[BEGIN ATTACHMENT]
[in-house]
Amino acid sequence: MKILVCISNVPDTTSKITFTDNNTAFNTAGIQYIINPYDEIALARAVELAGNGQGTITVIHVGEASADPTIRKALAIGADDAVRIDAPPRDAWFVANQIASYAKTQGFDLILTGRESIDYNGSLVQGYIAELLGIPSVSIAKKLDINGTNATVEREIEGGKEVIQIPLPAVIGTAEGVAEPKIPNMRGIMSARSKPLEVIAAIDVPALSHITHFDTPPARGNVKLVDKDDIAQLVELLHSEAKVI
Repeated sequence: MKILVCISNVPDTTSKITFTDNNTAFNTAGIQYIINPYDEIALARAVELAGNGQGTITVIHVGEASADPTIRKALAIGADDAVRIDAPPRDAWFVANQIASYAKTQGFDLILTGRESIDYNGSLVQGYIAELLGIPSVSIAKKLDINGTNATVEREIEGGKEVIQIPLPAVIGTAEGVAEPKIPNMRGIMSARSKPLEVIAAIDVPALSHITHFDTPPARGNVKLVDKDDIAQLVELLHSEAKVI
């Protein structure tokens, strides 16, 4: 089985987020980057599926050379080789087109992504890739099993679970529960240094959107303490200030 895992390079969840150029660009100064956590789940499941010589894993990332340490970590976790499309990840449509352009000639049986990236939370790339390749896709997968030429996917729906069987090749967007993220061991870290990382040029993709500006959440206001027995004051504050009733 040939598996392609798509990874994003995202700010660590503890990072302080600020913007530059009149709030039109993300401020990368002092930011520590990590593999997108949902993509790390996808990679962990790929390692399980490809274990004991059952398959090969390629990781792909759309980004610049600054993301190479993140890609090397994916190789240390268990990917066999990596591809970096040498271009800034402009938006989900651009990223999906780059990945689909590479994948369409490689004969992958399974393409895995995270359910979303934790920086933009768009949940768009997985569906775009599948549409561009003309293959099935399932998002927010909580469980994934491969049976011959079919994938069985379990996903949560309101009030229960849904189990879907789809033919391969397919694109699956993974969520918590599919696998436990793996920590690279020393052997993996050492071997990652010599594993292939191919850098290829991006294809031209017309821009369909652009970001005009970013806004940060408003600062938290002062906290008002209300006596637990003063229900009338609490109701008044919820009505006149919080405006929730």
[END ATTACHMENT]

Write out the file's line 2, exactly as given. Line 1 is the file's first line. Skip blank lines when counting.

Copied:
Amino acid sequence: MKILVCISNVPDTTSKITFTDNNTAFNTAGIQYIINPYDEIALARAVELAGNGQGTITVIHVGEASADPTIRKALAIGADDAVRIDAPPRDAWFVANQIASYAKTQGFDLILTGRESIDYNGSLVQGYIAELLGIPSVSIAKKLDINGTNATVEREIEGGKEVIQIPLPAVIGTAEGVAEPKIPNMRGIMSARSKPLEVIAAIDVPALSHITHFDTPPARGNVKLVDKDDIAQLVELLHSEAKVI